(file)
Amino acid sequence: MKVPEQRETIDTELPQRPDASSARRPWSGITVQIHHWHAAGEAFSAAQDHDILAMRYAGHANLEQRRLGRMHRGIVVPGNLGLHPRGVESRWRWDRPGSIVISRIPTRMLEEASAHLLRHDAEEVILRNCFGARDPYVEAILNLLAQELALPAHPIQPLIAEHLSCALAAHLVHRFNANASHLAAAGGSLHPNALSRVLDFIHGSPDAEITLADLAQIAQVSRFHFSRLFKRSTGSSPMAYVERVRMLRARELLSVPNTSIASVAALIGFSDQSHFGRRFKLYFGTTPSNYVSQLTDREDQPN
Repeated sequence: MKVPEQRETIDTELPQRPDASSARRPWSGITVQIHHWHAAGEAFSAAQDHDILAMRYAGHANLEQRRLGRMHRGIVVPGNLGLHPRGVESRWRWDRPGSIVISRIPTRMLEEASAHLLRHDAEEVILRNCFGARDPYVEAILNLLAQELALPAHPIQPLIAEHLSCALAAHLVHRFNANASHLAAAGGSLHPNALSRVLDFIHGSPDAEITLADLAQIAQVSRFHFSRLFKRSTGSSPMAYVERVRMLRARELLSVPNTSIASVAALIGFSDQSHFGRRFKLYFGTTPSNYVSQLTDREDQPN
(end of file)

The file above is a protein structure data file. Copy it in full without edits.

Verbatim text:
Amino acid sequence: MKVPEQRETIDTELPQRPDASSARRPWSGITVQIHHWHAAGEAFSAAQDHDILAMRYAGHANLEQRRLGRMHRGIVVPGNLGLHPRGVESRWRWDRPGSIVISRIPTRMLEEASAHLLRHDAEEVILRNCFGARDPYVEAILNLLAQELALPAHPIQPLIAEHLSCALAAHLVHRFNANASHLAAAGGSLHPNALSRVLDFIHGSPDAEITLADLAQIAQVSRFHFSRLFKRSTGSSPMAYVERVRMLRARELLSVPNTSIASVAALIGFSDQSHFGRRFKLYFGTTPSNYVSQLTDREDQPN
Repeated sequence: MKVPEQRETIDTELPQRPDASSARRPWSGITVQIHHWHAAGEAFSAAQDHDILAMRYAGHANLEQRRLGRMHRGIVVPGNLGLHPRGVESRWRWDRPGSIVISRIPTRMLEEASAHLLRHDAEEVILRNCFGARDPYVEAILNLLAQELALPAHPIQPLIAEHLSCALAAHLVHRFNANASHLAAAGGSLHPNALSRVLDFIHGSPDAEITLADLAQIAQVSRFHFSRLFKRSTGSSPMAYVERVRMLRARELLSVPNTSIASVAALIGFSDQSHFGRRFKLYFGTTPSNYVSQLTDREDQPN